"Missing '}' before input" error

This is a discussion on "Missing '}' before input" error within the C++ Programming forums, part of the General Programming Boards category; I have a feeling this error has little to do with my code concept, and has more to do with ...

  1. #1
    Kiss the monkey. CodeMonkey's Avatar
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    "Missing '}' before input" error

    I have a feeling this error has little to do with my code concept, and has more to do with a syntax error. Where'd I miss a '}'? What is this 'input'? Still, in its simplicity, it bothers me:
    Code:
    17 C:\Dev-Cpp\Project\tictactoe\main.cpp expected `}' at end of input
    69 C:\Dev-Cpp\Project\tictactoe\board.cpp expected `}' at end of input
    Affected lines are bolded red.
    main.cpp
    Code:
    #include <cstdlib>
    #include <iostream>
    #include "cell.h"
    #include "coordinates.h"
    #include "board.h"
    using namespace std;
    using namespace cellspace;
    
    int main(int argc, char *argv[])
    {
        boardspace::board b1,b2;
        b1 = b2; 
        b2 = b1;
        system("PAUSE");
        return EXIT_SUCCESS;
    }
    and board.cpp
    Code:
    #include "board.h"
    using namespace cellspace;
    using namespace boardspace;
    
    board::board(char P1_in, char P2_in)
    {
     P1_symbol = P1_in;
     P2_symbol = P2_in; 
     for(int a = 0; a < 3; a++)
     {
             for(int b = 0; b < 3; b++) cells[a][b/*to prevent tag*/].coord::assign(b, -(a) + 2);
     }
    }
    
    board::board()
    {
     P1_symbol = 'X';
     P2_symbol = 'O'; 
     for(int a = 0; a < 3; a++)
     {
             for(int b = 0; b < 3; b++) { cells[a][b/*to prevent tag*/].coord::assign(b, -(a) + 2); }
     }
    }
    
    board::~board() { delete [] cells; } 
    
    inline cell board::get_cell(int x_in, int y_in)
    {
     if(x_in > 2 || x_in < 0 || y_in > 2 || y_in < 0) { throw exception::OUT_OF_BOUNDS(); }
     return cells[-(y_in) + 2][x_in];
    } 
    
    inline cell * board::access(int x_in, int y_in)//returns a reference pointing to that part of the board array.
    {
     return &cells[-(y_in) + 2][x_in];
    }
    
    board board::operator = (board other)
    {
          P1_symbol = other.get_P1();
          P2_symbol = other.get_P2();
          for(int a = 0; a < 3; a++)
          {
                  for(int b = 0; b < 3; b++)
                  {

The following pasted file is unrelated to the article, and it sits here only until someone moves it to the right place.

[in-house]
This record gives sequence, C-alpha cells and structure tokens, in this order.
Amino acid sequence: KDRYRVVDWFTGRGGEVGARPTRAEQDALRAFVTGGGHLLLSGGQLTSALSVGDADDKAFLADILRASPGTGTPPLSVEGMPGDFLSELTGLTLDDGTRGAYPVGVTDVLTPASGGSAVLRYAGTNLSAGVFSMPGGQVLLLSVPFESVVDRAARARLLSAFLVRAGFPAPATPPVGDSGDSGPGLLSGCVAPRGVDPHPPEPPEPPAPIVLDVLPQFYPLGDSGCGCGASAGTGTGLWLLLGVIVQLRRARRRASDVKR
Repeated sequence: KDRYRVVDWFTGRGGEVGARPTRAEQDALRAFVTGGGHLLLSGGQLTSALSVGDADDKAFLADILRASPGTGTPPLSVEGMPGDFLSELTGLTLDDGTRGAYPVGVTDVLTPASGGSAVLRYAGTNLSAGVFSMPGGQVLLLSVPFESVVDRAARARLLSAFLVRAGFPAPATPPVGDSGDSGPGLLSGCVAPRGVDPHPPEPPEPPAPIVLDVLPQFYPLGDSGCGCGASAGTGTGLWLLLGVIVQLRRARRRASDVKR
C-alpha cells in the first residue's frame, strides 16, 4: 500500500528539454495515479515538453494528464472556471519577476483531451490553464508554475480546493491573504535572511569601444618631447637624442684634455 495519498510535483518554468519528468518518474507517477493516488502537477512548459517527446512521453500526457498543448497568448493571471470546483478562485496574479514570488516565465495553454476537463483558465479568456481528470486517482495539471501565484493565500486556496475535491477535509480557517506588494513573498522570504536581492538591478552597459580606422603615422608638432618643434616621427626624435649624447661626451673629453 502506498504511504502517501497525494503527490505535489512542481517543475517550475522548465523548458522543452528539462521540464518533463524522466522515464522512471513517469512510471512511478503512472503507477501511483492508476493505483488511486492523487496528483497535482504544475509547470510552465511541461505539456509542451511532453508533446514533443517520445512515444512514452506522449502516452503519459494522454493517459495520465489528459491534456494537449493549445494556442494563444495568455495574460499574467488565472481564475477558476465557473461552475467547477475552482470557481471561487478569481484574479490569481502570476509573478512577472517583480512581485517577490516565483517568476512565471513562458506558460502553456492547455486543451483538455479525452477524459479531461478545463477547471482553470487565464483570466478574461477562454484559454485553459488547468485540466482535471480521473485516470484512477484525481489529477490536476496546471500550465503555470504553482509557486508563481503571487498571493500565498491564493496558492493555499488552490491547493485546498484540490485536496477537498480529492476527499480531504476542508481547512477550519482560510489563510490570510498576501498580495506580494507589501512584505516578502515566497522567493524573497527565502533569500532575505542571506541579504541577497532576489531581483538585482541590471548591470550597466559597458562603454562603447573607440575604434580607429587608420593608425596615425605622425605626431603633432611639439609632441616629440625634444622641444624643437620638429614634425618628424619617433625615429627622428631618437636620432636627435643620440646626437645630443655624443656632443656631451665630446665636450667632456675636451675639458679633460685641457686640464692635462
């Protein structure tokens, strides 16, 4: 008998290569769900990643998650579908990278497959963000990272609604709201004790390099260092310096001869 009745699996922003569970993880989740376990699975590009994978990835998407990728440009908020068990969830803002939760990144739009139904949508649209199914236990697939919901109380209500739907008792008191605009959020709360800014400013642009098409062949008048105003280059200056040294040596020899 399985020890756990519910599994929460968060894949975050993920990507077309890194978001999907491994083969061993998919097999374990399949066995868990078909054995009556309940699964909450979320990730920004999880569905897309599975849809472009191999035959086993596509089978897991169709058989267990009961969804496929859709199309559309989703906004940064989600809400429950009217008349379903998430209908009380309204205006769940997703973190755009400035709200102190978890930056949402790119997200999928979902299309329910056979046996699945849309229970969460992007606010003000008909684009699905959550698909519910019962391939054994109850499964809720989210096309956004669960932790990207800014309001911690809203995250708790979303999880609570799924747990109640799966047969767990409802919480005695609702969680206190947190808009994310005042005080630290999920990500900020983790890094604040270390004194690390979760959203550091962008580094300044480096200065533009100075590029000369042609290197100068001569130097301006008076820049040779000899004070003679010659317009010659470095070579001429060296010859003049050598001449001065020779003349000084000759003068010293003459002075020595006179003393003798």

*access(a,b) = other.get_cell(a,b);
                  }
          }
          return *this;
    }
    
    RETURN_NOTICE board::move(short int which_player, int x_in, int y_in, board* out = NULL)
    {
          board * temp;
          if(x_in > 2 || y_in > 2 || x_in < 0 || y_in < 0 || which_player < 1 || which_player > 2) return OUT_OF_BOUNDS;
          else if(get_cell(x_in,y_in).is_occupied()) return NO_VACANCY;
          else if(out == NULL)
          {
           access(x_in, y_in)->assign((which_player == 1) ? P1_symbol : P2_symbol);
          }
          else
          {
           temp = new board;
           *temp = *this;
           temp->move(which_player, x_in, y_in, NULL);
           *out = *temp;
          }
          return SUCCESS;
    } 
    "If you tell the truth, you don't have to remember anything"
    -Mark Twain

  2. #2
    Just Lurking Dave_Sinkula's Avatar
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    Oct 2002
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    5,006
    Check your headers, starting with board.h.
    7. It is easier to write an incorrect program than understand a correct one.
    40. There are two ways to write error-free programs; only the third one works.*

  3. #3
    Registered User
    Join Date
    Apr 2003
    Posts
    2,662
    An include statement inserts the contents of the header file at the spot of the include, so even though the error messages direct you to main.cpp and board.cpp the error coud be in the included header files. Since board.h is incuded in both files, there's a good chance it's in there.

  4. #4
    Kiss the monkey. CodeMonkey's Avatar
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    Well there we have it. Thank you.
    "If you tell the truth, you don't have to remember anything"
    -Mark Twain

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